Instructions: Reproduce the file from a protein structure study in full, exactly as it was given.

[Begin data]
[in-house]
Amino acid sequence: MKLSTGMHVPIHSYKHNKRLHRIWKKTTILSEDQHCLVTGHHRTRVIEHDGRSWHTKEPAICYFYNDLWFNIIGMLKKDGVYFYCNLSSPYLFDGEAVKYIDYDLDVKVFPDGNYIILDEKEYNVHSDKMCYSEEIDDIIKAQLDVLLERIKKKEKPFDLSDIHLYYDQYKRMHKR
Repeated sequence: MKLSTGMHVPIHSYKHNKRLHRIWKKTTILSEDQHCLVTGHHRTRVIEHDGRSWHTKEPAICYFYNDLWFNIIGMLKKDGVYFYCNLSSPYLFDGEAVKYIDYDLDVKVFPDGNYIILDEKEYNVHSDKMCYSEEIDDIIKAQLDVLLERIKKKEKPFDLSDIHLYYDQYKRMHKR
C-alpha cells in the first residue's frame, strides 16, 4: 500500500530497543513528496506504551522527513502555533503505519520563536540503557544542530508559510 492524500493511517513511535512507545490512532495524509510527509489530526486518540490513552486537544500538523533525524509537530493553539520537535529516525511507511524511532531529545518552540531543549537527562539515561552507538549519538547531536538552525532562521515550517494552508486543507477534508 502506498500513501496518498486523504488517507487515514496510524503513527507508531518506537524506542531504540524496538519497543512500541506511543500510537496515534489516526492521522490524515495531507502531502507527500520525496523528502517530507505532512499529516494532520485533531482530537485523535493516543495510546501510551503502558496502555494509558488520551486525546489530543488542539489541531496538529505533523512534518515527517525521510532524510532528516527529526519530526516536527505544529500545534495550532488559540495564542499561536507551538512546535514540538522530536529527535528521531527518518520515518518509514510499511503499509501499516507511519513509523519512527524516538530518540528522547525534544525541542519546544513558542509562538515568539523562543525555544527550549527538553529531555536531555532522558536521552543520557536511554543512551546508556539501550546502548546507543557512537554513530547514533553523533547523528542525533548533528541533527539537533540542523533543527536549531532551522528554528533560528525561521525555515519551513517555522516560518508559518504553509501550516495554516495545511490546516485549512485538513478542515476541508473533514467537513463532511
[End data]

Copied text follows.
[in-house]
Amino acid sequence: MKLSTGMHVPIHSYKHNKRLHRIWKKTTILSEDQHCLVTGHHRTRVIEHDGRSWHTKEPAICYFYNDLWFNIIGMLKKDGVYFYCNLSSPYLFDGEAVKYIDYDLDVKVFPDGNYIILDEKEYNVHSDKMCYSEEIDDIIKAQLDVLLERIKKKEKPFDLSDIHLYYDQYKRMHKR
Repeated sequence: MKLSTGMHVPIHSYKHNKRLHRIWKKTTILSEDQHCLVTGHHRTRVIEHDGRSWHTKEPAICYFYNDLWFNIIGMLKKDGVYFYCNLSSPYLFDGEAVKYIDYDLDVKVFPDGNYIILDEKEYNVHSDKMCYSEEIDDIIKAQLDVLLERIKKKEKPFDLSDIHLYYDQYKRMHKR
C-alpha cells in the first residue's frame, strides 16, 4: 500500500530497543513528496506504551522527513502555533503505519520563536540503557544542530508559510 492524500493511517513511535512507545490512532495524509510527509489530526486518540490513552486537544500538523533525524509537530493553539520537535529516525511507511524511532531529545518552540531543549537527562539515561552507538549519538547531536538552525532562521515550517494552508486543507477534508 502506498500513501496518498486523504488517507487515514496510524503513527507508531518506537524506542531504540524496538519497543512500541506511543500510537496515534489516526492521522490524515495531507502531502507527500520525496523528502517530507505532512499529516494532520485533531482530537485523535493516543495510546501510551503502558496502555494509558488520551486525546489530543488542539489541531496538529505533523512534518515527517525521510532524510532528516527529526519530526516536527505544529500545534495550532488559540495564542499561536507551538512546535514540538522530536529527535528521531527518518520515518518509514510499511503499509501499516507511519513509523519512527524516538530518540528522547525534544525541542519546544513558542509562538515568539523562543525555544527550549527538553529531555536531555532522558536521552543520557536511554543512551546508556539501550546502548546507543557512537554513530547514533553523533547523528542525533548533528541533527539537533540542523533543527536549531532551522528554528533560528525561521525555515519551513517555522516560518508559518504553509501550516495554516495545511490546516485549512485538513478542515476541508473533514467537513463532511